# Low Latency¶

These tables show what performance you can expect from USB 3.2 Gen 1 (5 Gbps) connection with an OAK camera. XLink chunking was disabled for these tests (pipeline.setXLinkChunkSize(0)). For an example code, see Latency measurement.

What

Resolution

FPS

FPS set

Time-to-Host [ms]

Bandwidth

Histogram

Color (isp)

1080P

60

60

33

1.5 Gbps

Color (isp)

4K

28.5

30

150

2.8 Gbps

Mono

720P/800P

120

120

24.5

442/482 Mbps

Mono

400P

120

120

7.5

246 Mbps

• Time-to-Host is measured time between frame timestamp (imgFrame.getTimestamp()) and host timestamp when the frame is received (dai.Clock.now()).

• Histogram shows how much Time-to-Host varies frame to frame. Y axis represents number of frame that occurred at that time while the X axis represents microseconds.

• Bandwidth is calculated bandwidth required to stream specified frames at specified FPS.

## Encoded frames¶

What

Resolution

FPS

FPS set

Time-to-Host [ms]

Histogram

Color video H.265

4K

28.5

30

210

Color video MJPEG

4K

30

30

71

Color video H.265

1080P

60

60

42

Color video MJPEG

1080P

60

60

31

Mono H.265

800P

60

60

23.5

Mono MJPEG

800P

60

60

22.5

Mono H.265

400P

120

120

7.5

Mono MJPEG

400P

120

120

7.5

You can also reduce frame latency by using Zero-Copy branch of the DepthAI. This will pass pointers (at XLink level) to cv2.Mat instead of doing memcopy (as it currently does), so performance improvement would depend on the image sizes you are using. (Note: API differs and not all functionality is available as is on the message_zero_copy branch)

## PoE latency¶

On PoE, the latency can vary quite a bit due to a number of factors:

• Network itself. Eg. if you are in a large network with many nodes, the latency will be higher compared to using a direct connection.

• There’s a bottleneck in bandwidth:

• Perhaps some network link is 10mbps/100mbps instead of full 1gbps (due to switch/network card..). You can test this with PoE Test script (speed should be 1000).

• Network/computer is saturated with other traffic. You can test the actual bandwidth with OAK bandwidth test script. With direct link I got ~800mbps downlink and ~210mbps uplink.

• Computer’s Network Interface Card settings, documentation here

• 100% OAK Leon CSS (CPU) usage. The Leon CSS core handles the POE communication (see docs here), and if the CPU is 100% used, it will not be able to handle the communication as fast as it should.

• Another potential way to improve PoE latency would be to fine-tune network settings, like MTU, TCP window size, etc. (see here for more info)

## Bandwidth¶

With large, unencoded frames, one can quickly saturate the bandwidth even at 30FPS, especially on PoE devices (1gbps link):

The third value in the formula is byte/pixel, which is 1.5 for NV12/YUV420, 3 for RGB, and 2 for depth frames, and 1 for mono (grayscale) frames. It’s either 1 (normal) or 2 (subpixel mode) for disparity frames.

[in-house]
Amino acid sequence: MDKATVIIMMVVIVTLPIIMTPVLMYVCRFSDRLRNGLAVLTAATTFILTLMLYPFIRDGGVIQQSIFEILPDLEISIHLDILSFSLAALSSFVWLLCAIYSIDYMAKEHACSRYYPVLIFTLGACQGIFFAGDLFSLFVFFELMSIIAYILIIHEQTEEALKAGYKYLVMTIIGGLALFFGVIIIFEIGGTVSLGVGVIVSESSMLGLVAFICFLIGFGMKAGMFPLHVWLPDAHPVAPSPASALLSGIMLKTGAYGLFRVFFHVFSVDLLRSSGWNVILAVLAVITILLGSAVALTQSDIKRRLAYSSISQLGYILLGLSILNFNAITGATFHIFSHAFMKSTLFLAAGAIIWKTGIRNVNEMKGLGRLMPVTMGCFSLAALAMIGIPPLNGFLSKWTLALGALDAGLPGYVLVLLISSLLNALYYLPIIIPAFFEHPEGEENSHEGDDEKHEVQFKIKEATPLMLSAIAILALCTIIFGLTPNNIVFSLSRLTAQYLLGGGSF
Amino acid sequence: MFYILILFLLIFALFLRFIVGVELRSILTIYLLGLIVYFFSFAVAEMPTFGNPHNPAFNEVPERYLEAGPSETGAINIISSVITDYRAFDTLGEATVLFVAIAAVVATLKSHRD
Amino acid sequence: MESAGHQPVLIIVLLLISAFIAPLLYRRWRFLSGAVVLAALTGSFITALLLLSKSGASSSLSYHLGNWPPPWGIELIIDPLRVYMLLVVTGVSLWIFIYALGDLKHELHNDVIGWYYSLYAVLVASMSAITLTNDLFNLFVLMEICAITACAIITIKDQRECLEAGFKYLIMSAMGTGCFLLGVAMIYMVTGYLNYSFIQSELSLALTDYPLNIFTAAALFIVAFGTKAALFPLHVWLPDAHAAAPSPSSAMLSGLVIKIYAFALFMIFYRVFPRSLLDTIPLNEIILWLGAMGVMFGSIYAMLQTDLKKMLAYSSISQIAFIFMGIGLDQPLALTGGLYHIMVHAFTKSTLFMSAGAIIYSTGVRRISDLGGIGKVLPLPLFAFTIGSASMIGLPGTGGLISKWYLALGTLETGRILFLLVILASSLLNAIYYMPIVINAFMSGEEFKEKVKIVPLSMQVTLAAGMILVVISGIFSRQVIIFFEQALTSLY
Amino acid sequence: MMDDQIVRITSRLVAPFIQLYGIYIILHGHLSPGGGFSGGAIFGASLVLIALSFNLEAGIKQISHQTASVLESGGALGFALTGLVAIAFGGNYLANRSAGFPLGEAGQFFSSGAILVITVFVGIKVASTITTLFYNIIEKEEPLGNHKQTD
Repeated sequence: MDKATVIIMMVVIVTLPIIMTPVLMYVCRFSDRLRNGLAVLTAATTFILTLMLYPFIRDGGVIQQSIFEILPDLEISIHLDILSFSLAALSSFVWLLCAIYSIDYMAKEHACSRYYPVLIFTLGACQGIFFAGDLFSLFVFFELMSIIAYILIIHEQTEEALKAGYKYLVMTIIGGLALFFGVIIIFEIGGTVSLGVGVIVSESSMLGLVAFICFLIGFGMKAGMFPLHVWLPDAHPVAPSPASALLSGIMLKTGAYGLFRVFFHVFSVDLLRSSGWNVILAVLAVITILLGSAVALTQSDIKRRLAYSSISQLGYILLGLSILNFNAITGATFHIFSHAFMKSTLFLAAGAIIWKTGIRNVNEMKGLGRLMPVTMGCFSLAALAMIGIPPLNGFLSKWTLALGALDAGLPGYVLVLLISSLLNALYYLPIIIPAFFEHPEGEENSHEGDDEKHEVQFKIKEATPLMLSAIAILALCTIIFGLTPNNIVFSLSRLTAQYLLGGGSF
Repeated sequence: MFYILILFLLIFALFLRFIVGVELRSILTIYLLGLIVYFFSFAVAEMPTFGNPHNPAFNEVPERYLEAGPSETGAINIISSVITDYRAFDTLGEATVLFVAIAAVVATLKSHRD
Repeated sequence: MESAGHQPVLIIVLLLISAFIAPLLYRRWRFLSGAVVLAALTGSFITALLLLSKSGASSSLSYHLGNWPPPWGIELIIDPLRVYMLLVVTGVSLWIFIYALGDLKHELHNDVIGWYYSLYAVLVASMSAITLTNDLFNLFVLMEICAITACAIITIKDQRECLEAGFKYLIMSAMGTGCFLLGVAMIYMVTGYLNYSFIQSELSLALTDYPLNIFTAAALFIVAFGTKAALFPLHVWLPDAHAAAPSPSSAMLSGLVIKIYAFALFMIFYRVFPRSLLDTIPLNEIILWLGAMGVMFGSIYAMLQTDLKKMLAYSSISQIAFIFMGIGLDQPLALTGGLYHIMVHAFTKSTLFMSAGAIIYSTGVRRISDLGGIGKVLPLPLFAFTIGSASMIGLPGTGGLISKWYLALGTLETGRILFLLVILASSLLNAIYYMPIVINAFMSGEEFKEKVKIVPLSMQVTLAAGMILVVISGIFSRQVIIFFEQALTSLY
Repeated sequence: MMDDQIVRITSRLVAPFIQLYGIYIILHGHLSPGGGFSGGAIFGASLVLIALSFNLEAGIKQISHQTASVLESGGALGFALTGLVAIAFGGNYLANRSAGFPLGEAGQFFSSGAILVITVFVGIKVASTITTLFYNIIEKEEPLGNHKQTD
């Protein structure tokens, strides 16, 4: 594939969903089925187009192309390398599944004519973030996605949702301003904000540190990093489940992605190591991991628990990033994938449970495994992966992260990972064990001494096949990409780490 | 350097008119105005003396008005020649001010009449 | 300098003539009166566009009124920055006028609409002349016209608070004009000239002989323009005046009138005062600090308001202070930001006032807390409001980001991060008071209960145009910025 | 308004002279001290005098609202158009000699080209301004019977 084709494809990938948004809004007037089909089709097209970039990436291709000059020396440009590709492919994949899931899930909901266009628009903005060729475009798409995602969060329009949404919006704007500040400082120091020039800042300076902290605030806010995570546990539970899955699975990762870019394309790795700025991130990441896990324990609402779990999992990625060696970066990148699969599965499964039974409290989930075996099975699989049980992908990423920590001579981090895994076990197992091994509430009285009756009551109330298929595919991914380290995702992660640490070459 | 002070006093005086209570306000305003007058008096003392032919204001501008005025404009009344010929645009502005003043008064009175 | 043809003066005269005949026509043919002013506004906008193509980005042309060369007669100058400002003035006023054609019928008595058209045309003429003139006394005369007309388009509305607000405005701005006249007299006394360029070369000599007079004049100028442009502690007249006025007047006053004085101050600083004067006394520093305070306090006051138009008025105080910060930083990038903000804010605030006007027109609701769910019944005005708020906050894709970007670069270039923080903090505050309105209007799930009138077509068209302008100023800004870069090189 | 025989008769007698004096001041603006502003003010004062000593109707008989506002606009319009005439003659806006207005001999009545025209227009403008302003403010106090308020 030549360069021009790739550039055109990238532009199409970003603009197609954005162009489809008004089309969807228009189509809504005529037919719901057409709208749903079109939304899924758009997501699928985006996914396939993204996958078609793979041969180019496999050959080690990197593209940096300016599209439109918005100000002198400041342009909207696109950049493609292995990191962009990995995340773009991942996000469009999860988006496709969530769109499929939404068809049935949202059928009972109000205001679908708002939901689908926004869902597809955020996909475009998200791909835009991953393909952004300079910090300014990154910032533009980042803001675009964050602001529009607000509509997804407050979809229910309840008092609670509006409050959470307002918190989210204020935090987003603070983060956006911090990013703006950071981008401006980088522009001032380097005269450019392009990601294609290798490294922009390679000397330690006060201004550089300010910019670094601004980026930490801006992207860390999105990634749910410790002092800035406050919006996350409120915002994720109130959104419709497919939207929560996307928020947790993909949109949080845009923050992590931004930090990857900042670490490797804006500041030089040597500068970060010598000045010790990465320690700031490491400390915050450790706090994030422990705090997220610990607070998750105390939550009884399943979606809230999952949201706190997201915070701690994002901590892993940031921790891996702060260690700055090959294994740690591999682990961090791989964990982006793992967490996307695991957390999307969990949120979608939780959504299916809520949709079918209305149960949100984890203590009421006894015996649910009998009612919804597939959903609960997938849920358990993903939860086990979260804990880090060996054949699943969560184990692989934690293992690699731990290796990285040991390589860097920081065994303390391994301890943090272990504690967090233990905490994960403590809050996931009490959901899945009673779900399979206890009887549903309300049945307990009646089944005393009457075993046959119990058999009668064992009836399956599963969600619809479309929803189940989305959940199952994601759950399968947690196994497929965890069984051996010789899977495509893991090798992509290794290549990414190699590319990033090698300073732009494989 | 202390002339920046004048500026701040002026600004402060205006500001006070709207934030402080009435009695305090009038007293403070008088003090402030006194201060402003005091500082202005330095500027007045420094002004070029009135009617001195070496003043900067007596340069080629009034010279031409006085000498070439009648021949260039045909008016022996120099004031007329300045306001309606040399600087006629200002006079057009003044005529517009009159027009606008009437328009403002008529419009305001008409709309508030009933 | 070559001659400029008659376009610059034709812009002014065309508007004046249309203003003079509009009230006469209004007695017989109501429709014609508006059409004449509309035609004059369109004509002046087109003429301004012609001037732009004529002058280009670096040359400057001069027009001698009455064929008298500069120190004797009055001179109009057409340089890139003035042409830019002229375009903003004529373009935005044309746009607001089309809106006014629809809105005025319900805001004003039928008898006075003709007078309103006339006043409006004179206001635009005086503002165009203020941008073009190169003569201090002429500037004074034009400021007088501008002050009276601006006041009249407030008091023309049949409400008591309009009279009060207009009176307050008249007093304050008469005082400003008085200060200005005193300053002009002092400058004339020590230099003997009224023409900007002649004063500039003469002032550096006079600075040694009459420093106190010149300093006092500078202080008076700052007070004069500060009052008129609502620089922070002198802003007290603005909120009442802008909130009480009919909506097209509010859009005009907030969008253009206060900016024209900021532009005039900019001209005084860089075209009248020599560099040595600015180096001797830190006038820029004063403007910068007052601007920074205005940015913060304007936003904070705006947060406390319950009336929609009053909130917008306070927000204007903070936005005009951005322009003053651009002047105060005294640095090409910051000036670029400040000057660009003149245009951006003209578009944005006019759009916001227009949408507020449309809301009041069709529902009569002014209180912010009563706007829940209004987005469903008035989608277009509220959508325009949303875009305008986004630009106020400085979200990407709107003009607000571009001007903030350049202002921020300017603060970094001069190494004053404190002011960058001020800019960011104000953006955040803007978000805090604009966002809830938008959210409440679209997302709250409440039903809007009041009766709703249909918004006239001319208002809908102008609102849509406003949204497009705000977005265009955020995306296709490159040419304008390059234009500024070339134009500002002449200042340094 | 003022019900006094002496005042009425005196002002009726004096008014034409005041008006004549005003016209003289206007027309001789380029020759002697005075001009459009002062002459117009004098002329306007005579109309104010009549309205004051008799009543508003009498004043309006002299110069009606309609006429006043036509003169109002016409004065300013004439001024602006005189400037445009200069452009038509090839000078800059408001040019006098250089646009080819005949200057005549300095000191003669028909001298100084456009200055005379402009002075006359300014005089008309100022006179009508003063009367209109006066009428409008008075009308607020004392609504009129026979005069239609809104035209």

A few options to reduce bandwidth:

• Encode frames (H.264, H.265, MJPEG) on-device using VideoEncoder node

• Reduce FPS/resolution/number of streams

## Reducing latency when running NN¶

In the examples above we were only streaming frames, without doing anything else on the OAK camera. This section will focus on how to reduce latency when also running NN model on the OAK.

### 1. Increasing NN resources¶

One option to reduce latency is to increase the NN resources. This can be done by changing the number of allocated NCEs and SHAVES (see HW accelerator docs here). Compile Tool can compile a model for more SHAVE cores. To allocate more NCEs, you can use API below:

import depthai as dai

pipeline = dai.Pipeline()
# nn = pipeline.createNeuralNetwork()
# nn = pipeline.create(dai.node.MobileNetDetectionNetwork)
nn = pipeline.create(dai.node.YoloDetectionNetwork)
nn.setNumInferenceThreads(1) # By default 2 threads are used
nn.setNumNCEPerInferenceThread(2) # By default, 1 NCE is used per thread


Models usually run at max FPS when using 2 threads (1 NCE/Thread), and compiling model for AVAILABLE_SHAVES / 2.

Example of FPS & latency comparison for YoloV7-tiny:

NN resources

Camera FPS

Latency

NN FPS

15

155 ms

15

14

149 ms

14

13

146 ms

13

10

141 ms

10

30

145 ms

11.6

12

128 ms

12

10

118 ms

10

### 2. Lowering camera FPS to match NN FPS¶

Lowering FPS to not exceed NN capabilities typically provides the best latency performance, since the NN is able to start the inference as soon as a new frame is available.

For example, with 15 FPS we get a total of about 70 ms latency, measured from capture time (end of exposure and MIPI readout start).

This time includes the following:

• ISP processing

• Preview post-processing

• NN processing

• Streaming to host

• And finally, eventual extra latency until it reaches the app

Note: if the FPS is increased slightly more, towards 19..21 FPS, an extra latency of about 10ms appears, that we believe is related to firmware. We are actively looking for improvements for lower latencies.

### 3. NN input queue size and blocking behavior¶

If the app has detNetwork.input.setBlocking(False), but the queue size doesn’t change, the following adjustment may help improve latency performance:

By adding detNetwork.input.setQueueSize(1), while setting back the camera FPS to 40, we get about 80.. 105ms latency. One of the causes of being non-deterministic is that the camera is producing at a different rate (25ms frame-time), vs. when NN has finished and can accept a new frame to process.

## Got questions?

We’re always happy to help with code or other questions you might have.